The prize is judged anonymously by a different judge each year, and in 2014 Michael Symmons Roberts chose another of Jude’s poems for his shortlist, which is an amazing testament to her work as the prize receives thousands of entries from across the world.

Dead Drift
By Jude Nutter

Water shelving off into darkness and the mind,
which accepts the river’s depth, is perplexed
by the eyes’ denial. Flat as shadow

on grass you lie, watching the mouth
of the net held close to the bank, waiting
for a wide-open, astonished eye, for a wedge
of head to cohere out of silt and present
itself, as all beings born into time
do, with defiance and out of matter
both moving and held
motionless in suspension. Then the quick

veer, the glint-thrill, the solid, flexed silm
of a body at the surface as it turns. After that,
the backwash, a sluggish roil, the vane of a tail

receding. Where was I, you think, before I
was suddenly here – cleaved cell, a gyre

of code unlocked? In the net’s uneasy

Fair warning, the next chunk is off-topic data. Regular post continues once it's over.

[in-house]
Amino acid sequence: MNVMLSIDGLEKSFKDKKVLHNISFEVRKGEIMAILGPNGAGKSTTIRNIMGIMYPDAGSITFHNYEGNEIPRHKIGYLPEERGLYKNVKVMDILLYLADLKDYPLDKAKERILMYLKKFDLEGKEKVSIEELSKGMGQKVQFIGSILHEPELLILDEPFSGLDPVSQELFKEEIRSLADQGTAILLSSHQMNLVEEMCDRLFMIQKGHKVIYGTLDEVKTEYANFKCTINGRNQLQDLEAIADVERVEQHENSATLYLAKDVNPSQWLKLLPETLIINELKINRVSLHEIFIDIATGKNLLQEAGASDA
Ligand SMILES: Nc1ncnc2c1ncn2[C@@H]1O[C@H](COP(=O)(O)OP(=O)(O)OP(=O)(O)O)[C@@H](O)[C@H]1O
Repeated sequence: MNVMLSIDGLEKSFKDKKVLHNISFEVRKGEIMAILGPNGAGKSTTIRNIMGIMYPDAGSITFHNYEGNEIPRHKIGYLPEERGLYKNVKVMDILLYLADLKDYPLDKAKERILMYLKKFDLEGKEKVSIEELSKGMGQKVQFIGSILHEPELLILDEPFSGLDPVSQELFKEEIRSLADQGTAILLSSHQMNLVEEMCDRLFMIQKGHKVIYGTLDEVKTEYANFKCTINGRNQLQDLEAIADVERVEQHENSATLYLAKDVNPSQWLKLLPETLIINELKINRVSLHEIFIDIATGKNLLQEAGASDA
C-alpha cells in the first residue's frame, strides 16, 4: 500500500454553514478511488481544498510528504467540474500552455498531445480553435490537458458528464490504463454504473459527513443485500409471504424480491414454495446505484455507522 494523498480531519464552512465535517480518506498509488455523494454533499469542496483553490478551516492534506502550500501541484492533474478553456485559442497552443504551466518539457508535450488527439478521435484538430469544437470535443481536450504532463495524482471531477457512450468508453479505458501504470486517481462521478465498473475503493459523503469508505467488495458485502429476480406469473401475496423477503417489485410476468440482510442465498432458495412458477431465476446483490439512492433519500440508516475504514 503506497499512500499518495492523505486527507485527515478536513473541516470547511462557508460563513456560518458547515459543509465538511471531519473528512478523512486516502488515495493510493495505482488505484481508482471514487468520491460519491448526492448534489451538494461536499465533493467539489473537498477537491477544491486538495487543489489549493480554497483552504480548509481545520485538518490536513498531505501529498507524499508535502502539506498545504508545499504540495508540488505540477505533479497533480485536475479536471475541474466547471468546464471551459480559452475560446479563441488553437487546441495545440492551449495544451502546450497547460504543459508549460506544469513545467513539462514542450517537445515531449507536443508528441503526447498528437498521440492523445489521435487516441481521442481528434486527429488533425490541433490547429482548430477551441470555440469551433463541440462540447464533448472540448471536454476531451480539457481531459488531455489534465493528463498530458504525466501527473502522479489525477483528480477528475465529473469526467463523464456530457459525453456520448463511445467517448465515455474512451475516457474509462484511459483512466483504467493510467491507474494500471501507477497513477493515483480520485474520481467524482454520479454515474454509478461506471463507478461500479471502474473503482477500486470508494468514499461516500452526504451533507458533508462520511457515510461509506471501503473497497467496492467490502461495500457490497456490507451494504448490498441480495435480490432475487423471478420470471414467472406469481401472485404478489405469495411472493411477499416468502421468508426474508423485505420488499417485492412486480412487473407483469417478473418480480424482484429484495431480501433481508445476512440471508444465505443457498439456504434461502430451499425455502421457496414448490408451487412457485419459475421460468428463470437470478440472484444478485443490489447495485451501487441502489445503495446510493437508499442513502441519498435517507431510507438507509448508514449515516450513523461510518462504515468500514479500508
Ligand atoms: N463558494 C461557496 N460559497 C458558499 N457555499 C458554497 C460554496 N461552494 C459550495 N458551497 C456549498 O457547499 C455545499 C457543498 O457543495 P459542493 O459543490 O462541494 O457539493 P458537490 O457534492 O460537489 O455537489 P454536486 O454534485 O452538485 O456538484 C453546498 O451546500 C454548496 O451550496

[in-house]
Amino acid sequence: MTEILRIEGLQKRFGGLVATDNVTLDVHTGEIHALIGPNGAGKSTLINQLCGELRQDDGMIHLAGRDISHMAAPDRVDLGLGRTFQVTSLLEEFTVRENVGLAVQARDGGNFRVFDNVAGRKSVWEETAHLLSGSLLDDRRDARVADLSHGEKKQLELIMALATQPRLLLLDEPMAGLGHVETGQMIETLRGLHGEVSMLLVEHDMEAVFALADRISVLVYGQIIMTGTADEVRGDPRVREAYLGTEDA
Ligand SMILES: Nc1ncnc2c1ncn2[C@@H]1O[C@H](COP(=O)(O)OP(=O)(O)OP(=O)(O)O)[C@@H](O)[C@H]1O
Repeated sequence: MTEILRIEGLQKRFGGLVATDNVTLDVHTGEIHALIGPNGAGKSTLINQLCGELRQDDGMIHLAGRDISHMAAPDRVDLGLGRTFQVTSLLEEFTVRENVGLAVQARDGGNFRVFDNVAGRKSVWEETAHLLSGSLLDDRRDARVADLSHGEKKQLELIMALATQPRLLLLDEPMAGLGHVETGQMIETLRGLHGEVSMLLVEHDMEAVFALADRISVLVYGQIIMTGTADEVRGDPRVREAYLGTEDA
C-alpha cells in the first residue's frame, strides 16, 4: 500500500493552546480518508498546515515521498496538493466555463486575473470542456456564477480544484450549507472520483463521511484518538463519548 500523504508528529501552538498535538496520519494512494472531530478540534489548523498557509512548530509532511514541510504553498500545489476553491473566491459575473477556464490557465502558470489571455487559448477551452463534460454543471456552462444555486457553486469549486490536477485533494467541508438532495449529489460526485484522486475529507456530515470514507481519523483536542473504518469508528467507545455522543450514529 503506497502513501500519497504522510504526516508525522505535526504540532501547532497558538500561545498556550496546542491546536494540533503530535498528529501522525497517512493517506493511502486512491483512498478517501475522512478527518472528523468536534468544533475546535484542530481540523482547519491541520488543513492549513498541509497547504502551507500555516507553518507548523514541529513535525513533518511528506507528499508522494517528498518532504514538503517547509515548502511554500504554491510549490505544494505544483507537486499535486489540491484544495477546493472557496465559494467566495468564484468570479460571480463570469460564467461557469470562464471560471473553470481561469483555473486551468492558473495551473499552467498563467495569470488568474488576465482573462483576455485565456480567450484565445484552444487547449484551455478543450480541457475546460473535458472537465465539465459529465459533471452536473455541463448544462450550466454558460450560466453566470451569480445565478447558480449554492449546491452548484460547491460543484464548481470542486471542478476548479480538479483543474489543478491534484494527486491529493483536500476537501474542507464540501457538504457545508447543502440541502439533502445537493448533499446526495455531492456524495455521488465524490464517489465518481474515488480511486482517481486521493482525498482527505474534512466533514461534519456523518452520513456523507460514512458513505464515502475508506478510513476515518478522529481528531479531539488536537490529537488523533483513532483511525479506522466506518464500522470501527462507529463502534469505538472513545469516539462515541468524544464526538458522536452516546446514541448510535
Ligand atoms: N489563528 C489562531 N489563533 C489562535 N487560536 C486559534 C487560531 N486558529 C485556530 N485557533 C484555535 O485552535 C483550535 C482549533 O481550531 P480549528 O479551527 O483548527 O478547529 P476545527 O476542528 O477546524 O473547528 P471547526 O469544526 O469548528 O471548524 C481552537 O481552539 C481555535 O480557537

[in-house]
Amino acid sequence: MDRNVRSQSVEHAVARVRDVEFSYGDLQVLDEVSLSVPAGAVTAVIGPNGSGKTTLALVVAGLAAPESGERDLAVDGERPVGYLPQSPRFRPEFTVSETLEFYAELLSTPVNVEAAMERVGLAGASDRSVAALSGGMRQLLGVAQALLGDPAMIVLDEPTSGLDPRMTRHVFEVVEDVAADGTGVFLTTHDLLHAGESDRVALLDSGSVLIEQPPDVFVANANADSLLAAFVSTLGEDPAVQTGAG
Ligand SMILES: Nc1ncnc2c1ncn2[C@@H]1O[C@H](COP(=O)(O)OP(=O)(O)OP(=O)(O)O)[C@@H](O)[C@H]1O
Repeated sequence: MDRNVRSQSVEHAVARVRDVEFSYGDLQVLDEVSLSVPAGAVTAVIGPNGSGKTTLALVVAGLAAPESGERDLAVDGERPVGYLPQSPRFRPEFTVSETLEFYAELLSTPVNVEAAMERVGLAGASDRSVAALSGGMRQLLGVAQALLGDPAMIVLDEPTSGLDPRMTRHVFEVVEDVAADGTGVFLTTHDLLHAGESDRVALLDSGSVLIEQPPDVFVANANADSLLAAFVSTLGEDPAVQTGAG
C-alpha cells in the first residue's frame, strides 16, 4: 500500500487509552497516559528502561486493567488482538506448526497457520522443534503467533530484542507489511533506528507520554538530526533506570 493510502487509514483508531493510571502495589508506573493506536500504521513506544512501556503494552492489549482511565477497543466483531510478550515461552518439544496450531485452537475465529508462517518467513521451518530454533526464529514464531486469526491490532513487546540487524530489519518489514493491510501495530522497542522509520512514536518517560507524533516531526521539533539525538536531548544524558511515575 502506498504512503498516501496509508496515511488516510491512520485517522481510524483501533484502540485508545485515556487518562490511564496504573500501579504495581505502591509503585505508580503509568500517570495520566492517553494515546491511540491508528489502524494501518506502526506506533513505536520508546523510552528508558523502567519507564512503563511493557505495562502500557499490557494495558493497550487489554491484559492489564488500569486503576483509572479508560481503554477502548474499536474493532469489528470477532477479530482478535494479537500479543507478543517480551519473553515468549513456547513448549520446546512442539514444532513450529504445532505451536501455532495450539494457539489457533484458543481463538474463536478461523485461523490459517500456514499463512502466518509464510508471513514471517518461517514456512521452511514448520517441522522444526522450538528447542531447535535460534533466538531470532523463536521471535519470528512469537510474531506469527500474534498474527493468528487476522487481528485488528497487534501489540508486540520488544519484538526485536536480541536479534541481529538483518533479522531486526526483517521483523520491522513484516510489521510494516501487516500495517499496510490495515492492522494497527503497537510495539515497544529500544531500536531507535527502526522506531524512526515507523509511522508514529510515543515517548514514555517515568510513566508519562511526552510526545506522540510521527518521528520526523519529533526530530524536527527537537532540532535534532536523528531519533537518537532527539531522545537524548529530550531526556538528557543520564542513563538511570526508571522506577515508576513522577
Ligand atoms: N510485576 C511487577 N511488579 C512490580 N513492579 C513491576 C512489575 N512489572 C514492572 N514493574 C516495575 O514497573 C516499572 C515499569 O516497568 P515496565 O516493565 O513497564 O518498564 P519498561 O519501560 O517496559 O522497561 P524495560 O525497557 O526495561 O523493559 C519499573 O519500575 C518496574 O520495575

alchemy each brown trout
rests, finning in place, nose to the current,
until your father, who caught each fish and slipped
each hook and holds the net, submerges

its rim and decants each life back
into the flow of the river – not a fish, not a trout, no
nameable shape – just a finned smear, a flare
of copper. Then nothing but your own reflection
restored to the water’s surface as the water
restores its mirror. Early evening, a sudden

coolness filming the skin and, as if
some marvellous army has placed its shield wall
to rest, canted sunlight falling
in blazons on the water. Here, for a while, before

humping north to face the tribes
of Caledonia, a small and weary detachment
from the Ninth Legion of Rome did
place their shields and their weapons down,
right here, on the banks of the Wharfe,
and named their settlement Calcaria, meaning
lime. The pale blocks of empire quarried, right here,
by slaves, on territory stolen from the Celtic tribes,
on the great north road to Eboracum.
But before all this – before the Brigantes


and Romans and Vikings and French, before flints
and axes and spear blades; before the age
of long barrows and dolmens; before the first